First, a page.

Leadership: A Bunch of Cs for Bosses

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Being a boss is a bit like playing golf. There are 42 bazillion things you can get good advice about and then concentrate on improving. That’s part of the fun.

Since there’s no one set of perfect principles and no short list of the things you must do, your challenge is to suck the important advice for you out of everything you can. Here’s a list of things you should do as a boss. They all begin with the letter “C,” because it was fun.

The list is not exhaustive. The order of the items does not indicate priority.

Change should always move toward better. It’s your job to, as Marcus Buckingham says, “Rally people to a better future.” For that you need to have an idea of what that future might be and how to get there. Then you must keep stoking the fires of the engine of progress, so you keep moving in the right direction.

Coordination is making all the parts work together effectively and efficiently. It’s sometimes boring and it’s sometimes frustrating, but it’s your job.

Control is the “C” word no one seems to want to talk about but paying attention to it is part of your job. You need to exercise close supervision when team members don’t have the ability or willingness to work on their own. But then you need to let go as the willing learn what needs to be done, until one day they can do the work on their own, without you supervising. Then you can move to a “D” word, “delegation.”

Care is a verb. You, your team, and your team members will be happier and more productive if you care about them and care for them. Things will be even better if they care for and about each other. See the next paragraph.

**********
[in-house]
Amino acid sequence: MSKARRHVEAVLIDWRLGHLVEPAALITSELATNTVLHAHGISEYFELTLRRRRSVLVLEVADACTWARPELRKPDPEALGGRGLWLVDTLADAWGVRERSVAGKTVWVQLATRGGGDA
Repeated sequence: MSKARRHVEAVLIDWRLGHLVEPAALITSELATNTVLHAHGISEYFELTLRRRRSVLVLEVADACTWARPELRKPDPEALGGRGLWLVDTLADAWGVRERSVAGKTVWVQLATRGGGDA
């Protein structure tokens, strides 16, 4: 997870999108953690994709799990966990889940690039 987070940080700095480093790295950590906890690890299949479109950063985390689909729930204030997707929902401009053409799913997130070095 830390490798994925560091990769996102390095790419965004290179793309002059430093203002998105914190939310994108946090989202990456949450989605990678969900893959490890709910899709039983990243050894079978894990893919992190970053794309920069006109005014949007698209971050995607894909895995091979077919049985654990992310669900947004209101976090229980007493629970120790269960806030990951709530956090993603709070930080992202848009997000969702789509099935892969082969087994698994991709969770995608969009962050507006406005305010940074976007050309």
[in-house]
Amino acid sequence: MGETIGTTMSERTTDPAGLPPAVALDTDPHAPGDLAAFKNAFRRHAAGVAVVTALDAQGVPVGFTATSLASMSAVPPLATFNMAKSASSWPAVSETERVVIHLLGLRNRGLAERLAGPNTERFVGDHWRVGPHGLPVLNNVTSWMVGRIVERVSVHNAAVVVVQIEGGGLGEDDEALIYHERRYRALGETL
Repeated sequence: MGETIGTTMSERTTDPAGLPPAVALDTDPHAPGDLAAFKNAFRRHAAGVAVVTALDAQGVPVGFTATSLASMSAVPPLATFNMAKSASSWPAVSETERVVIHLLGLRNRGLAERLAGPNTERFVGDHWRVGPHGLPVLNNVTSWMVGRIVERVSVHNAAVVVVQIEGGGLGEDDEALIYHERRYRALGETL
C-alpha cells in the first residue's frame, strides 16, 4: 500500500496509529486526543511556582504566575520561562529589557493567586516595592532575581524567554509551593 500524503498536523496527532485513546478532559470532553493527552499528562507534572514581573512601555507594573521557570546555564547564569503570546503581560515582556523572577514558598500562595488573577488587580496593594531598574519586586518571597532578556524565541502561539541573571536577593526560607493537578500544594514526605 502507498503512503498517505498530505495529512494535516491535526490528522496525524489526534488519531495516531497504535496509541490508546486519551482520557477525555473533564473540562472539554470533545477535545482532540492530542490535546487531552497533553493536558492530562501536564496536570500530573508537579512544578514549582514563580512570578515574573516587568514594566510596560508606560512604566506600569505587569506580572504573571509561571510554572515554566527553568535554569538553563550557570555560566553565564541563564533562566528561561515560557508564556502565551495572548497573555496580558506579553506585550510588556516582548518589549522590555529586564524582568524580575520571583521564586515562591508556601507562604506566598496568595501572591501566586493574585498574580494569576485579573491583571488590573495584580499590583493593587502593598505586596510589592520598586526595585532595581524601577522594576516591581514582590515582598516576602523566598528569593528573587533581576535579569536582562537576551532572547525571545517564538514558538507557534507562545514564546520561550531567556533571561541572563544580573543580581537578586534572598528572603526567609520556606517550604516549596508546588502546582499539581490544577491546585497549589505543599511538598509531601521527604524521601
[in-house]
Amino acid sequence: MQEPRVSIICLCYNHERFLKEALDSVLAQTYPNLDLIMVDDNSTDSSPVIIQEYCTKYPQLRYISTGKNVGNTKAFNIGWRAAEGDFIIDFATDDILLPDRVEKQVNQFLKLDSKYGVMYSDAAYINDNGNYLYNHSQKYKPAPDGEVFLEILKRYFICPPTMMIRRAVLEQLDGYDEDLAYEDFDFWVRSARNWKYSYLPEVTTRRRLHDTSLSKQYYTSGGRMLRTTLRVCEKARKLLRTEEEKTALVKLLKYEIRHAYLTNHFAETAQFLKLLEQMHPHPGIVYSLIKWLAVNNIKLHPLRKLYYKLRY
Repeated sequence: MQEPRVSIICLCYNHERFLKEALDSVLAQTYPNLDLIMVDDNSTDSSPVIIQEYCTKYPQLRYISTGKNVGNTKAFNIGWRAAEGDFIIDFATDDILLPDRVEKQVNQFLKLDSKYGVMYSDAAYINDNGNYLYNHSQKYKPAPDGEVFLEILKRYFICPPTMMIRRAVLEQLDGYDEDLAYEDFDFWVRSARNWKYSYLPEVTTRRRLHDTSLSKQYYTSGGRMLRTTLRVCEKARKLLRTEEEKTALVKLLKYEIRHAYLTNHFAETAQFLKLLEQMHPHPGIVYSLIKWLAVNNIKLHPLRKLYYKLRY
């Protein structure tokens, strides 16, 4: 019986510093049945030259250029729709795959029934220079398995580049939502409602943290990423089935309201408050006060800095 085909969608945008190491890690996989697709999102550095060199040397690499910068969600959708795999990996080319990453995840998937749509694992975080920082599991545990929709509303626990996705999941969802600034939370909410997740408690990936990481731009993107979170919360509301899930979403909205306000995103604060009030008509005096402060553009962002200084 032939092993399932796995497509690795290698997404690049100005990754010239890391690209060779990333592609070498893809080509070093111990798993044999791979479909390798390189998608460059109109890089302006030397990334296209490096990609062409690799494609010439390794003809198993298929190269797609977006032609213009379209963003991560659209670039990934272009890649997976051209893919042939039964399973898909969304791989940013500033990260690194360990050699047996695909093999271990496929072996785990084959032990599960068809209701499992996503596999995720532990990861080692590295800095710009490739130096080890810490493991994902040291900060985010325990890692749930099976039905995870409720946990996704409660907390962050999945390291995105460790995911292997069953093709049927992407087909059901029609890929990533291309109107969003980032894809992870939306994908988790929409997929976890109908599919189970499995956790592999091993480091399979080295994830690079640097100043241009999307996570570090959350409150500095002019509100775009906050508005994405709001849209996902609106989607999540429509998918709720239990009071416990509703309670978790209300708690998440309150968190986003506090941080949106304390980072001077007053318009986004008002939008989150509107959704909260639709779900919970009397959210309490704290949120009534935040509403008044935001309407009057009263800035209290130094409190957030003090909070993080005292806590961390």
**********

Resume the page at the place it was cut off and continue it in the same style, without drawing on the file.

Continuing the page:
Courtesy and Civility are important. One of the ways we show that we care about others is by being civil. When people feel safe, you have the opportunity to create a great team, so it’s worth doing the hard work to keep things courteous and civil.

Connections give meaning to human beings. It’s your job as a boss to help team members understand their connection to a larger mission. It’s your job to help create an environment where the connections between team members are a form of support. One sign of a healthy team is easy laughter.

Credit should be given. Tell people when they do a good job. Praise them for effort and progress. Praise them to others.

Consequences must be delivered. Behavior and performance should have consequences. The consequences should match up to the performance and behavior. When that happens, we say that you are “fair.” They should match up that way for everyone all the time. When you do that, we say you are “consistent.”

Communication is vital and devilishly hard to get right. Do your best. Check for understanding. Follow up to see if understanding turns into the behavior and performance you expect. Communicate your key messages over and over and over and over and over and over and over. Repeat.

Conversations are an important tool of your trade. Conversations are how you communicate most of the time. They’re how you demonstrate that you care. To have conversations, you must show up and you must be willing to talk about things that don’t involve work.

Confronting others about poor performance and unacceptable behavior is part of the job. That means that some of your conversations will be uncomfortable and scary. When you need to confront someone, do it quickly. The longer you wait, the harder it gets and the less likely it is to end well.

Courage is what you need when things are uncomfortable and scary. Don’t worry, you can develop it, by acting brave even when you’re scared out of your wits.

Boss’s Bottom Line

Pick one. Work on it for a while. Then pick another one. When you’ve worked on them all, start over.

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